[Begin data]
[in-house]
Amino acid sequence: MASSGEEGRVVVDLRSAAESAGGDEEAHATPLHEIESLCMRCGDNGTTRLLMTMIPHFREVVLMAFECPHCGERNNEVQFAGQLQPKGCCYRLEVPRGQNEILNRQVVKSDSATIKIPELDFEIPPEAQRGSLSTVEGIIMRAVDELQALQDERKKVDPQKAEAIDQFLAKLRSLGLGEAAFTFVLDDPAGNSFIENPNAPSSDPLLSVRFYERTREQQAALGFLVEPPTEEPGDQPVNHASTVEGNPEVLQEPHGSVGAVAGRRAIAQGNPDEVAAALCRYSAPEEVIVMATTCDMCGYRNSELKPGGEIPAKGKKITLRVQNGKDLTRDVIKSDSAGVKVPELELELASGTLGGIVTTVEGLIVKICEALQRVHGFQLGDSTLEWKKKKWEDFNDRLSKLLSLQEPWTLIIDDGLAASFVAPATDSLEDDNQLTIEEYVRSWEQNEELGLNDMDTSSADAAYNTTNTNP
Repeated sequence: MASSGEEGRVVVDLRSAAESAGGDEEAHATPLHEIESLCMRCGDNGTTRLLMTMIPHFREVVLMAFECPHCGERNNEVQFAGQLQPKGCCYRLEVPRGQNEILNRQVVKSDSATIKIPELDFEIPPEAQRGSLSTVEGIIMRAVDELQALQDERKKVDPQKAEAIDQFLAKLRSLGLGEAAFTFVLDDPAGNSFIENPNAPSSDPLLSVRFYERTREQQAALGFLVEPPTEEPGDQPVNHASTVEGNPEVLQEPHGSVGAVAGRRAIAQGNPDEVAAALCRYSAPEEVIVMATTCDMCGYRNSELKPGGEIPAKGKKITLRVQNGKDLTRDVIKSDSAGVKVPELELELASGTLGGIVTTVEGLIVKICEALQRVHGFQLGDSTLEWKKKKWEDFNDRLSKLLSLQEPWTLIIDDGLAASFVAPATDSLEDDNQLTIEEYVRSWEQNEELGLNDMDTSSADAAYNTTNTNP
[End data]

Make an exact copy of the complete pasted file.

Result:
[in-house]
Amino acid sequence: MASSGEEGRVVVDLRSAAESAGGDEEAHATPLHEIESLCMRCGDNGTTRLLMTMIPHFREVVLMAFECPHCGERNNEVQFAGQLQPKGCCYRLEVPRGQNEILNRQVVKSDSATIKIPELDFEIPPEAQRGSLSTVEGIIMRAVDELQALQDERKKVDPQKAEAIDQFLAKLRSLGLGEAAFTFVLDDPAGNSFIENPNAPSSDPLLSVRFYERTREQQAALGFLVEPPTEEPGDQPVNHASTVEGNPEVLQEPHGSVGAVAGRRAIAQGNPDEVAAALCRYSAPEEVIVMATTCDMCGYRNSELKPGGEIPAKGKKITLRVQNGKDLTRDVIKSDSAGVKVPELELELASGTLGGIVTTVEGLIVKICEALQRVHGFQLGDSTLEWKKKKWEDFNDRLSKLLSLQEPWTLIIDDGLAASFVAPATDSLEDDNQLTIEEYVRSWEQNEELGLNDMDTSSADAAYNTTNTNP
Repeated sequence: MASSGEEGRVVVDLRSAAESAGGDEEAHATPLHEIESLCMRCGDNGTTRLLMTMIPHFREVVLMAFECPHCGERNNEVQFAGQLQPKGCCYRLEVPRGQNEILNRQVVKSDSATIKIPELDFEIPPEAQRGSLSTVEGIIMRAVDELQALQDERKKVDPQKAEAIDQFLAKLRSLGLGEAAFTFVLDDPAGNSFIENPNAPSSDPLLSVRFYERTREQQAALGFLVEPPTEEPGDQPVNHASTVEGNPEVLQEPHGSVGAVAGRRAIAQGNPDEVAAALCRYSAPEEVIVMATTCDMCGYRNSELKPGGEIPAKGKKITLRVQNGKDLTRDVIKSDSAGVKVPELELELASGTLGGIVTTVEGLIVKICEALQRVHGFQLGDSTLEWKKKKWEDFNDRLSKLLSLQEPWTLIIDDGLAASFVAPATDSLEDDNQLTIEEYVRSWEQNEELGLNDMDTSSADAAYNTTNTNP